Thatcher Cabinet stifled Kincora child sex abuse inquiry 30 years ago

Lord Prior; pic  courtesy of uk.parliament

Lord Prior; pic courtesy of uk.parliament

Jim Prior,now Lord Prior. blocked the opportunity for a full-scale public inquiry into the notorious Kincora child abuse scandal, Cabinet minutes released under the 30 year rule revealed today.

The minutes of the Cabinet meeting (see ) reveal on 10 November 1983 Jim Prior, then Northern Ireland Secretary, proposed not to have a full Tribunal of Inquiry – the same mechanism, used to investigate  the Bloody Sunday atrocities, the North Wales child abuse scandal and the Dunblane massacre.
The minutes reveal the Cabinet – who included the now all ennobled Leon Brittan, then home secretary, Michael Heseltine,defence secretary and Norman Fowler, social services secretary, bought the Royal Ulster Constabulary line that there was nothing in it. He said he was being “pressed to hold an inquiry under the Tribunals of Inquiry”. But he didn’t believe Parliament would buy it.
But he said two police investigations had discovered nothing and no further criminal charges were likely.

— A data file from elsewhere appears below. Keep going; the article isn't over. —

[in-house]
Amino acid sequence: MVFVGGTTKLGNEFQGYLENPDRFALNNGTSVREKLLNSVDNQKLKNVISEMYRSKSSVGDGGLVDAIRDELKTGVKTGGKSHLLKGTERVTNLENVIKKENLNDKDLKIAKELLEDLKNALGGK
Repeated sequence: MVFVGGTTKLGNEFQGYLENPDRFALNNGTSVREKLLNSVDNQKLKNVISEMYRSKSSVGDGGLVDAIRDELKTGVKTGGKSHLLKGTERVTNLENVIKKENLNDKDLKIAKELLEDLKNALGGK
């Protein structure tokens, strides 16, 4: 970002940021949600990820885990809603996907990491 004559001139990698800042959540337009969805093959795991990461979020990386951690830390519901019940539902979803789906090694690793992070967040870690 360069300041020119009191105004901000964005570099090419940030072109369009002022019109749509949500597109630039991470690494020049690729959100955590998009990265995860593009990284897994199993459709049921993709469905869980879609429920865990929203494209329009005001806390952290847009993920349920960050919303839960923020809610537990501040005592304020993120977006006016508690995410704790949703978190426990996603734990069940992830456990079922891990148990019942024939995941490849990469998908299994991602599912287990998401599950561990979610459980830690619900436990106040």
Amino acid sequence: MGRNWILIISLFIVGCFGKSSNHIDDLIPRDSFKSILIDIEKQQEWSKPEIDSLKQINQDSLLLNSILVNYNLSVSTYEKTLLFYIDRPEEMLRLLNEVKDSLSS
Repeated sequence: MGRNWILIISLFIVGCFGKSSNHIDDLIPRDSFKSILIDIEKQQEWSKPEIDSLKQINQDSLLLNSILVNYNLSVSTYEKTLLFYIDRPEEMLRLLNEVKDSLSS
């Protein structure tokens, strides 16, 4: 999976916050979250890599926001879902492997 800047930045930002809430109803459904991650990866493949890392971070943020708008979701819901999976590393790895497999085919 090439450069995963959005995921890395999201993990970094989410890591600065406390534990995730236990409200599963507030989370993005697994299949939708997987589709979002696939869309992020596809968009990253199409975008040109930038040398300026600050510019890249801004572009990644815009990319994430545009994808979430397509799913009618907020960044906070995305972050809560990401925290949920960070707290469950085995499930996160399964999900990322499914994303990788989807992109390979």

Instead he proposed to hold a much lesser inquiry, which he did later, to, as he put it “to halt further spread of rumour and unfounded allegations.”
This particular Cabinet minute now looks sick in view of the decision of the Police Service in Northern Ireland to re-open an investigation into the historic allegations at the children’s home where children were sexually abused in the 1970s and early 1980s. As Fiona O’Cleirigh reported on Exaro News the scandal will now be re-opened.
The question is were Thatcher’s Cabinet in 1983 hopelessly naive or were they covering up something they did not want to be ruthlessly exposed in the public domain.